FRESNO, Calif. (AP) — The head of the U.S. Senate Environment Committee said Wednesday that legislators will hold hearings to address toxic drinking water in the nation's schools following an Associated Press probe into the widespread problem.
California Democratic Sen. Barbara Boxer called for the hearings to be held in Washington this year after an AP investigation revealed unsafe levels of lead, bacteria and pesticides have surfaced in the water supplies at thousands of schools.
In the last decade, contaminants have been found in drinking fountains and school pipes in all 50 states in small towns and inner cities. But the problem has gone largely unmonitored by the federal government, even as the number of water safety violations has multiplied.
Boxer, who chairs the Committee on Environment and Public Works that oversees the Environmental Protection Agency, has seized on the issue as a top priority, and has asked EPA officials to explain what actions they will take to protect school children from polluted water.
An EPA spokeswoman did not immediately return calls or e-mails seeking comment.
Aides for Boxer and Sen. Benjamin Cardin, a Maryland Democrat who leads a Senate subcommittee on water, attended the hour-and-a-half briefing with top EPA officials on Wednesday afternoon.
Among the issues discussed were the agency's inadequate record-keeping. The EPA only has authority to collect drinking water quality data from schools with wells, which represent 8 to 11 percent of the nation's schools.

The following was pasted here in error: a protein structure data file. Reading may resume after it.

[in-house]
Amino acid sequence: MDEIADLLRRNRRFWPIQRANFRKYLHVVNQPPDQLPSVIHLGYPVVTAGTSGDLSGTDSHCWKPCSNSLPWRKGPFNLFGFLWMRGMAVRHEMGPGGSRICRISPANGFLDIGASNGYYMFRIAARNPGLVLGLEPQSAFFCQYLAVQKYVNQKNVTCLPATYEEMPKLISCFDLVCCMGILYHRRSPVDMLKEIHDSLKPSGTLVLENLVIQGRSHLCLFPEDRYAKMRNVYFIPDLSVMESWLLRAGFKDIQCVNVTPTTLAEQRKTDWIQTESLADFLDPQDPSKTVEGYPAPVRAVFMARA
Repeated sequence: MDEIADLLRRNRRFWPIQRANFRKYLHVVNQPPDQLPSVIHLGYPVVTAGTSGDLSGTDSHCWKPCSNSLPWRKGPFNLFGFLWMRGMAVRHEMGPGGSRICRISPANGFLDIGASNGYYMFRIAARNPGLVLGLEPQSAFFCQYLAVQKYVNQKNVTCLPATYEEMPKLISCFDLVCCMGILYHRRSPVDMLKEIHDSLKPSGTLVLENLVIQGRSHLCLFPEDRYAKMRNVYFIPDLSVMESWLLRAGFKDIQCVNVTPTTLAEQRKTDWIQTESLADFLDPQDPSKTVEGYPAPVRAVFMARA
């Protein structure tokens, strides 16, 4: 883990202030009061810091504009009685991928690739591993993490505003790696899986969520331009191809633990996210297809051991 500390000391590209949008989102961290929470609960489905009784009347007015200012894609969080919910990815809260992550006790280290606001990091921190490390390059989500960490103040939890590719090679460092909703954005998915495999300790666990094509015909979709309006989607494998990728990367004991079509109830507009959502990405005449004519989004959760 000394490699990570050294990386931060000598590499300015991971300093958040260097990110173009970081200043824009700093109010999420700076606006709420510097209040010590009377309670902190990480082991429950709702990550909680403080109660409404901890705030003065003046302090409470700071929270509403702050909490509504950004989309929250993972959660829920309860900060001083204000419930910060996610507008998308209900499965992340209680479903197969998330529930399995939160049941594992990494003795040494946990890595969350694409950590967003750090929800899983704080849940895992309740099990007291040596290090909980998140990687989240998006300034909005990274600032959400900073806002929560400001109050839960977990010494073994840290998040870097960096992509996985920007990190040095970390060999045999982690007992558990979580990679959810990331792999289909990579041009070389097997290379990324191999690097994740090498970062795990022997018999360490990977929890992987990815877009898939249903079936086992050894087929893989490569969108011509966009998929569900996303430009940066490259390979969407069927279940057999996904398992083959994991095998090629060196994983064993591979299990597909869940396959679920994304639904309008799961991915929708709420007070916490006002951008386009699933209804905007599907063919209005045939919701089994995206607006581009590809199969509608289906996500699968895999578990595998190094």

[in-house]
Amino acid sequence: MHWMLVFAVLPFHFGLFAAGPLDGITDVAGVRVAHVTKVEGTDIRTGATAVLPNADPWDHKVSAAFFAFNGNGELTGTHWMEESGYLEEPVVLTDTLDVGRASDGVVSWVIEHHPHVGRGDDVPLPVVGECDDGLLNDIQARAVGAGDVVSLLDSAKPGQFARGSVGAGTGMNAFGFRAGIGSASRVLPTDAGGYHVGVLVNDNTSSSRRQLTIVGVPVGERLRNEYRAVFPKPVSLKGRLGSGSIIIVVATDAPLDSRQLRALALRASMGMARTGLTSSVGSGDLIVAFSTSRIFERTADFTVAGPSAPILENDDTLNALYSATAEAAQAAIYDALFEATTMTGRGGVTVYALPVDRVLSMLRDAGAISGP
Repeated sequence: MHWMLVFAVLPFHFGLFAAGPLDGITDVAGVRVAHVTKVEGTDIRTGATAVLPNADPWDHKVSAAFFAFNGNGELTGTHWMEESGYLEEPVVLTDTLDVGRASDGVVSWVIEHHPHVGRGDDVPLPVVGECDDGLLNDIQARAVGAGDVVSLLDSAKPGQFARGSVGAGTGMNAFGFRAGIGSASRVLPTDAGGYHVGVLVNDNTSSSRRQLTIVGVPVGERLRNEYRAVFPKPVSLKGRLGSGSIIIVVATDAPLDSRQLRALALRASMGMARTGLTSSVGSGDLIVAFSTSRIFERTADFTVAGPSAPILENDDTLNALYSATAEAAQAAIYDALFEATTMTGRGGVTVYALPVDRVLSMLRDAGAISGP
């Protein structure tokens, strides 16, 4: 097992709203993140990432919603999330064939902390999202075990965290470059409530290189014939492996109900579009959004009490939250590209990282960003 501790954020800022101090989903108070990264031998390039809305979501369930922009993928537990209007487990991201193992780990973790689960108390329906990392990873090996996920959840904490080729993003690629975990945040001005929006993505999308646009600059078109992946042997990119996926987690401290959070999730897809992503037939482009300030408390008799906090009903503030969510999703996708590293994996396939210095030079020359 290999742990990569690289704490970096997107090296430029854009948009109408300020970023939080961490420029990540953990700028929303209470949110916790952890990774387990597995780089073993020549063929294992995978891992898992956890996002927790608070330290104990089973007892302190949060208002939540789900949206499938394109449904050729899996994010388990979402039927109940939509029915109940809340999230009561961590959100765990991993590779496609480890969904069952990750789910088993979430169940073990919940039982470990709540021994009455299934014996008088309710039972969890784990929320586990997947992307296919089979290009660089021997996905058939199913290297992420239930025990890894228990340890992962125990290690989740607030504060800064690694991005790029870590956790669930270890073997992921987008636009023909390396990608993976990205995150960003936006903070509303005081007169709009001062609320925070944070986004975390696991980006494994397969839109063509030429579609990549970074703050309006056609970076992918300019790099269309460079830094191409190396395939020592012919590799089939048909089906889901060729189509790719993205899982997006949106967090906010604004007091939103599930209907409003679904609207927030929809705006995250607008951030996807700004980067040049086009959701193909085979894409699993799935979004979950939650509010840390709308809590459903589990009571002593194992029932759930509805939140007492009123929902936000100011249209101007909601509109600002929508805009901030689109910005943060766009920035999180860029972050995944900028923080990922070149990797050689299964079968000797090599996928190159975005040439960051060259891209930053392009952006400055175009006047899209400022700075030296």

In the past, EPA officials have said that schools with unsafe water represent a small percentage of the nation's 132,500 public and private schools. They also have said the agency has no legal power to require that all schools test their water, and can only provide guidance on environmental practices.
EPA officials acknowledge the agency's database of schools in violation of the Safe Drinking Water Act is plagued with errors and omissions, however. The problem goes beyond schools that use wells since schools in Baltimore, Seattle, Los Angeles and other large cities that draw water from public utilities also have shown contamination.
Boxer aides were scheduled to meet with agency officials in two weeks to discuss the EPA's progress and any new legal authorities needed to protect students from toxic drinking water, said Peter Rafle, communications director for Boxer.
The hearings will include drinking water problems in schools, as well as broader problems with oversight and enforcement, he said.